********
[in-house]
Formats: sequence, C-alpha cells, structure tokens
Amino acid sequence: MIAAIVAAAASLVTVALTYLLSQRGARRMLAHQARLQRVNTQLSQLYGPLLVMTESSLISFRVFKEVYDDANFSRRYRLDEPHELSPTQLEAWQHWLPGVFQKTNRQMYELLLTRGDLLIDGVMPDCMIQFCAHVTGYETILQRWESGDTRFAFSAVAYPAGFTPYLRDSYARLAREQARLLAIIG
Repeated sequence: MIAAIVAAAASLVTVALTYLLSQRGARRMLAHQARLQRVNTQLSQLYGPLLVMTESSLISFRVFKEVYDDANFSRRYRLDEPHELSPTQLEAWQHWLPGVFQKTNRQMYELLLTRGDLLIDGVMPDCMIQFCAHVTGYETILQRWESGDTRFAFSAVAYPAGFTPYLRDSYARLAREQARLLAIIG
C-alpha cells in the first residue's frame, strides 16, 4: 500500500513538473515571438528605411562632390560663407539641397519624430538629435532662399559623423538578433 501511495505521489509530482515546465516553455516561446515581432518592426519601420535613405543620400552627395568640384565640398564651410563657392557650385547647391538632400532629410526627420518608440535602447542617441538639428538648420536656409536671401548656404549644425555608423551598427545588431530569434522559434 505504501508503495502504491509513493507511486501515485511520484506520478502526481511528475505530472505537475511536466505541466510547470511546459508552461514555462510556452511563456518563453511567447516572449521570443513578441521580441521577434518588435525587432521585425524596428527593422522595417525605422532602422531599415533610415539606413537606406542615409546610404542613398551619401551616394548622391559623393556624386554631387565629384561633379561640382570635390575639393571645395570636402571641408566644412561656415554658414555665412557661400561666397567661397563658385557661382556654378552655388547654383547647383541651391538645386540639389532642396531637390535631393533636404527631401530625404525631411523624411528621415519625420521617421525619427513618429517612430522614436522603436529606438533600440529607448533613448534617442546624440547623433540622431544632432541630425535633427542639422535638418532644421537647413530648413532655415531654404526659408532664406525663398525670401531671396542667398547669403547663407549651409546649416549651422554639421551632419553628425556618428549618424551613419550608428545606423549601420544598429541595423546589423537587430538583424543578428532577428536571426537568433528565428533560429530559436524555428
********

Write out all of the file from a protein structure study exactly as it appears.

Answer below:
[in-house]
Formats: sequence, C-alpha cells, structure tokens
Amino acid sequence: MIAAIVAAAASLVTVALTYLLSQRGARRMLAHQARLQRVNTQLSQLYGPLLVMTESSLISFRVFKEVYDDANFSRRYRLDEPHELSPTQLEAWQHWLPGVFQKTNRQMYELLLTRGDLLIDGVMPDCMIQFCAHVTGYETILQRWESGDTRFAFSAVAYPAGFTPYLRDSYARLAREQARLLAIIG
Repeated sequence: MIAAIVAAAASLVTVALTYLLSQRGARRMLAHQARLQRVNTQLSQLYGPLLVMTESSLISFRVFKEVYDDANFSRRYRLDEPHELSPTQLEAWQHWLPGVFQKTNRQMYELLLTRGDLLIDGVMPDCMIQFCAHVTGYETILQRWESGDTRFAFSAVAYPAGFTPYLRDSYARLAREQARLLAIIG
C-alpha cells in the first residue's frame, strides 16, 4: 500500500513538473515571438528605411562632390560663407539641397519624430538629435532662399559623423538578433 501511495505521489509530482515546465516553455516561446515581432518592426519601420535613405543620400552627395568640384565640398564651410563657392557650385547647391538632400532629410526627420518608440535602447542617441538639428538648420536656409536671401548656404549644425555608423551598427545588431530569434522559434 505504501508503495502504491509513493507511486501515485511520484506520478502526481511528475505530472505537475511536466505541466510547470511546459508552461514555462510556452511563456518563453511567447516572449521570443513578441521580441521577434518588435525587432521585425524596428527593422522595417525605422532602422531599415533610415539606413537606406542615409546610404542613398551619401551616394548622391559623393556624386554631387565629384561633379561640382570635390575639393571645395570636402571641408566644412561656415554658414555665412557661400561666397567661397563658385557661382556654378552655388547654383547647383541651391538645386540639389532642396531637390535631393533636404527631401530625404525631411523624411528621415519625420521617421525619427513618429517612430522614436522603436529606438533600440529607448533613448534617442546624440547623433540622431544632432541630425535633427542639422535638418532644421537647413530648413532655415531654404526659408532664406525663398525670401531671396542667398547669403547663407549651409546649416549651422554639421551632419553628425556618428549618424551613419550608428545606423549601420544598429541595423546589423537587430538583424543578428532577428536571426537568433528565428533560429530559436524555428